A similar expectation has crept into the thinking around the Bank of Japan. An exit from negative rates and/or yield curve control was inevitable (many said so) earlier this year as the yen weakened. When that failed, surely when the currency fell to 150 against the dollar. Well, if not, certainly when Governor Haruhiko Kuroda’s replacement arrives next April.
Throughout, the message from policy makers has been unequivocal: no change is coming.
With Kuroda having convinced the markets that he will not deviate from his trajectory, expectations have grown that change will occur under his successor. Media attention in the coming months will shift to who is likely to win the five-year term. Current deputy governor and architect of yield curve control Masayoshi Amamiya is seen as the frontrunner, and former deputy Hiroshi Nakaso is also a top contender.
But if there is to be “Amamiyanomics” or “Nakasonomics”, they probably won’t be revealed in a hurry. Consider the economic situation in April when the new governor takes office: recessions are widely anticipated in the United States and Europe. The Federal Reserve should be past its tightening phase. And China’s poor performance will be particularly painful.
In recent decades, the world could generally rely on Chinese growth to prevent global slowdowns from becoming calamities. The Covid 2020 crisis was an exception, although China experienced a powerful rebound. That has since faded, and the country’s expansion this year will not come close to the official projection of around 5.5%. Few economists see China making great strides next year if Covid Zero remains. But to the extent that it will reduce growth at home and beyond, it would certainly justify Kuroda’s insistence on staying the course. More than that, it could tie the hands of his successor until the end of their term.
What if Covid Zero disappears and Chinese growth picks up, boosting the global economy – would that pave the way for change in Japan? It is a mistake to assume that new central bankers bring with them a reform agenda from day one. When Ben Bernanke became Fed Chairman in 2006, the feeling was that his priority would be to formalize an inflation target. He did – but not for six years and along the way he had to fight a global crisis. Incumbent Jerome Powell was considered a dot-plot skeptic, but found practical uses for interest rate projections. Mario Draghi had been president of the European Central Bank for nearly a year before pledging to do “whatever it takes” to resolve a debt crisis.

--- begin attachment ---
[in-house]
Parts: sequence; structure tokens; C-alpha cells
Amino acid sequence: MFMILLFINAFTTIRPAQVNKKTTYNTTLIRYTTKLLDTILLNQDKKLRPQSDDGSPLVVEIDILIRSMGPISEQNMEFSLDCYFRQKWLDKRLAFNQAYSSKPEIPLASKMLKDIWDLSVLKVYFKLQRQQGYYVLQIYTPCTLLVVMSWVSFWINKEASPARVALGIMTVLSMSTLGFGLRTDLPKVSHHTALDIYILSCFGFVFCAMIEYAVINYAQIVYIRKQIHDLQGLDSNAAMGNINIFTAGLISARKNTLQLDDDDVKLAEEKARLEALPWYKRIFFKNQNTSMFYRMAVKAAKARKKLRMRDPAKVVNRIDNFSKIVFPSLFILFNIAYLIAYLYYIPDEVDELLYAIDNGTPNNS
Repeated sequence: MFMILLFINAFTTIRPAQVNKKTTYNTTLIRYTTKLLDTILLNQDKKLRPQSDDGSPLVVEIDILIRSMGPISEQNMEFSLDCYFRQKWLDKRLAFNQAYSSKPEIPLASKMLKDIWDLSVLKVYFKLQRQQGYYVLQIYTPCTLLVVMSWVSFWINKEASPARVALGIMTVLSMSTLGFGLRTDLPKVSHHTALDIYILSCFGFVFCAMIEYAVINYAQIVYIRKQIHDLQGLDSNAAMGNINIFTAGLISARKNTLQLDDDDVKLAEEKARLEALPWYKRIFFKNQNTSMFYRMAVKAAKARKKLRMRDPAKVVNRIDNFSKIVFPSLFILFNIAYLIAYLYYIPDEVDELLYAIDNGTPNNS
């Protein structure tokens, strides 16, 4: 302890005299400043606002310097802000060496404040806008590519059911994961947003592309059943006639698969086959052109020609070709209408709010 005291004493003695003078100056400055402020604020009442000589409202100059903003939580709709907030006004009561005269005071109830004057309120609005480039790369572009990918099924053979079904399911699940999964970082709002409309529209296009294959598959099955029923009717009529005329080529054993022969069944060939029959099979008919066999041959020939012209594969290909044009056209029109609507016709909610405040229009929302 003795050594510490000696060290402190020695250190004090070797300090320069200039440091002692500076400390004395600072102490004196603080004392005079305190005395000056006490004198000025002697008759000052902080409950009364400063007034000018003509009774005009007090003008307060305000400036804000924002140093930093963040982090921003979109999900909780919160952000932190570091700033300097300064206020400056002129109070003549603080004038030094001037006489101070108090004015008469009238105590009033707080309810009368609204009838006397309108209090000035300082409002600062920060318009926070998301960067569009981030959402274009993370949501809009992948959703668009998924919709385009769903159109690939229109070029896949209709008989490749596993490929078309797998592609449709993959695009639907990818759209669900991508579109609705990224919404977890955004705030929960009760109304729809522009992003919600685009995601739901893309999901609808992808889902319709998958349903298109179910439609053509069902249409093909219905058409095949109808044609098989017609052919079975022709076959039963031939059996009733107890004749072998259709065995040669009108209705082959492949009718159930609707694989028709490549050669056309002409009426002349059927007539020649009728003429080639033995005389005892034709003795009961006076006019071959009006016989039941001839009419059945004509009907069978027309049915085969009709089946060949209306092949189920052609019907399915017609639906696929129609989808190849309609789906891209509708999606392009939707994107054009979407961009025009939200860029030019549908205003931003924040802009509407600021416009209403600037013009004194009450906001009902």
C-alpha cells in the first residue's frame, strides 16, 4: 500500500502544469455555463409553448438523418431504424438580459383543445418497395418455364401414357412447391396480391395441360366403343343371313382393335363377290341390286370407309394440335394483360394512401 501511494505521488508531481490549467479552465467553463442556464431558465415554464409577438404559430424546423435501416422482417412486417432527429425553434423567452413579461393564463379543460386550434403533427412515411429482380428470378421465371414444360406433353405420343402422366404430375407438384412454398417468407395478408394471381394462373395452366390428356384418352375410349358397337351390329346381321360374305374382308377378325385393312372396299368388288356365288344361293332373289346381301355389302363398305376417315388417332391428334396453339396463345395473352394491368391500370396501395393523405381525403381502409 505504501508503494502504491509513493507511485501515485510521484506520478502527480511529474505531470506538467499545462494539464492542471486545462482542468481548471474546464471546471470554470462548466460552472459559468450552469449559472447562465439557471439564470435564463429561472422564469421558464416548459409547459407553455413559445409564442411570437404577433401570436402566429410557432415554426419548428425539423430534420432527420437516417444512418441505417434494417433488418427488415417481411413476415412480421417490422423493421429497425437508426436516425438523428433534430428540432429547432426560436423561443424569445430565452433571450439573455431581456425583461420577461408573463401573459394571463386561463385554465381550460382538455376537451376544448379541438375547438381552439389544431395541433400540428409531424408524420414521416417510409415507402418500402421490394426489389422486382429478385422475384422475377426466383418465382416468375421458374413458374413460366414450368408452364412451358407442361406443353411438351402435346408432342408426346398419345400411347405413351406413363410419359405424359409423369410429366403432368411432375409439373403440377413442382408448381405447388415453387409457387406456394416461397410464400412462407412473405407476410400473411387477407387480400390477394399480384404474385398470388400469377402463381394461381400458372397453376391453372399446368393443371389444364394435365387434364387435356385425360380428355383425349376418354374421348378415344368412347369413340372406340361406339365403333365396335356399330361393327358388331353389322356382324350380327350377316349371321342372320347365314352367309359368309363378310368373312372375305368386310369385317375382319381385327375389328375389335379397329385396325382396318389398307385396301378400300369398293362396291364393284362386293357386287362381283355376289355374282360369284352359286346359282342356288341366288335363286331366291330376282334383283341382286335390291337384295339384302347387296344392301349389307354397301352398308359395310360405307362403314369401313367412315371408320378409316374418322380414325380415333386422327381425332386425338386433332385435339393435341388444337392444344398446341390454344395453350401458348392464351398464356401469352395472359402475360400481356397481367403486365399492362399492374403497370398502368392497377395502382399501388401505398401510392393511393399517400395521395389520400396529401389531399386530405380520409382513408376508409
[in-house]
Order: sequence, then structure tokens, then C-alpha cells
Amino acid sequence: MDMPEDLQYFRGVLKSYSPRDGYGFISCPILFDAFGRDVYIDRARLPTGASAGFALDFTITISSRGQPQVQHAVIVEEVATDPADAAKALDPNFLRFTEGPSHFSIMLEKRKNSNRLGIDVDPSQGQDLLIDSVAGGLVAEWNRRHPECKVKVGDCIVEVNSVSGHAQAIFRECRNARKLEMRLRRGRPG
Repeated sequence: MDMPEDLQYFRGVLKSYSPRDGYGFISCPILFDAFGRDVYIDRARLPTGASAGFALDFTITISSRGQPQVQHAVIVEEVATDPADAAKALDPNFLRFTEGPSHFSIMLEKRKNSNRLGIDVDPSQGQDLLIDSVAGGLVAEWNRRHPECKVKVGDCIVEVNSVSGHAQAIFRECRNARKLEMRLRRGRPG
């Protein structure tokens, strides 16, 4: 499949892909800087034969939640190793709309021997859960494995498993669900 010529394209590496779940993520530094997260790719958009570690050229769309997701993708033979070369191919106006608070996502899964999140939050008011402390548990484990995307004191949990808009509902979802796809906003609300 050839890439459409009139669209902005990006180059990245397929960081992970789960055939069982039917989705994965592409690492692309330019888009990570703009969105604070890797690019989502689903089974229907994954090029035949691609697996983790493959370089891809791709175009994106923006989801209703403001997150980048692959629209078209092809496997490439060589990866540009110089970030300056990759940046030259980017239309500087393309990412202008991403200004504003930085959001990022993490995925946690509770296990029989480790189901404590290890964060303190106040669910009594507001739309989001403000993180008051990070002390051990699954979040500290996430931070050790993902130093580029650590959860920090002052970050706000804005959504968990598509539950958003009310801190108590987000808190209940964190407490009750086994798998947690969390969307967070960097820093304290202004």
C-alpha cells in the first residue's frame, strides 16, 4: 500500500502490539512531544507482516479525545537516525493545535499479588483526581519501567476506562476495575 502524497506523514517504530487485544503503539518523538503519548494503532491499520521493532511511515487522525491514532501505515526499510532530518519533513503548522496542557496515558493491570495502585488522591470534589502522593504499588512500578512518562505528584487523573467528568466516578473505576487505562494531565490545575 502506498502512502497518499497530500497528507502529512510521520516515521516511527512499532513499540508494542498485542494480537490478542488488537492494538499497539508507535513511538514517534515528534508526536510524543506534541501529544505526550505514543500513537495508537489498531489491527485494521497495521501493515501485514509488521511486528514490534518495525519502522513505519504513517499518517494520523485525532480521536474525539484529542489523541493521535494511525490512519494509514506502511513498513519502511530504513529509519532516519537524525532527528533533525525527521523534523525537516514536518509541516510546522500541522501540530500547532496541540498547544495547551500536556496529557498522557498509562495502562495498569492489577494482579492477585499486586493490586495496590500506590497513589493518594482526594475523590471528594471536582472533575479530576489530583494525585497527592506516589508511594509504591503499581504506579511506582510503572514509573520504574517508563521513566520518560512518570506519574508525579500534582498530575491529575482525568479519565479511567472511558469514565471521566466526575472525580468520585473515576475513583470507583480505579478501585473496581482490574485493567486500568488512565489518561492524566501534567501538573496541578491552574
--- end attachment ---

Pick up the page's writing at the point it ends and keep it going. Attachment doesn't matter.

Also, by the time Kuroda’s successor is in place, domestic events will be front and center, with the results of the spring shunto wage negotiations just beginning to trickle down to the economy. Any new governor is unlikely to risk what could ultimately be a break from the deflationary mindset, and hope that wage negotiations will lead to the long-awaited virtuous circle of wage and price increases. Amamiya signaled this in a July speech, emphasizing the need for wages to rise faster than inflation, but noting his concern that it might not happen this year.
The last thing a central banker wants to do if they are unconvinced of inflation persistence is to tighten towards a sharp slowdown – especially if wage growth is a long time coming. “The risk is that the global growth environment will deteriorate before a change in the BOJ-hoped inflation momentum takes hold,” BofA Securities economists Izumi Devalier and Takayasu Kudo wrote in a recent note. .
All of this explains why most economists consider change unlikely, with more than two-thirds expecting an adjustment to the 10-year JGB yield target, currently around 0%, either after 2023 or not at all. everything. The whole half says the same about even an adjustment in the language of the tightening orientation. And fundamentally, inflation in Japan, much lower than in other countries, makes the case for action much more difficult, regardless of where the yen is heading next April.
“People say the BOJ is an outlier, but the BOJ’s monetary policy judgment is not an outlier,” former board member Sayuri Shirai told us last week. She pointed to the low rate of underlying inflation, as well as the expectations of businesses and households that its pace will decline, as reasons why the BOJ is right to stay the course. “If other central banks were like Japan, they wouldn’t be raising interest rates,” she said.
Circumstances tend to guide office actions rather than ready-made solutions. And if it’s not enough to listen to the people likely to make the decisions, there is room for a thorough review in Beijing. China may well be looking for an exit ramp from the more draconian aspects of its anti-Covid policy. But if the substance of the approach persists into next year, as opposed to a few pinches and pullbacks, the odds of a change at the BOJ also look close to zero.
More from Bloomberg Opinion:
• Kuroda cannot access Yes. Should he try? : Moss & Reidy
• Is the reopening of greater China Covid a myth or an obligation? : Shuli Ren
• Believe that Japan accepts a weak yen: Moss and Reidy
This column does not necessarily reflect the opinion of the Editorial Board or of Bloomberg LP and its owners.
Daniel Moss is a Bloomberg Opinion columnist covering Asian economies. Previously, he was Bloomberg News’ economics editor.
Gearoid Reidy is a Bloomberg Opinion columnist covering Japan and the Koreas. He previously led the breaking news team in North Asia and was the deputy chief of the Tokyo bureau.
More stories like this are available at bloomberg.com/opinion
#Analysis #markets #magical #thinking #China #extended #BOJ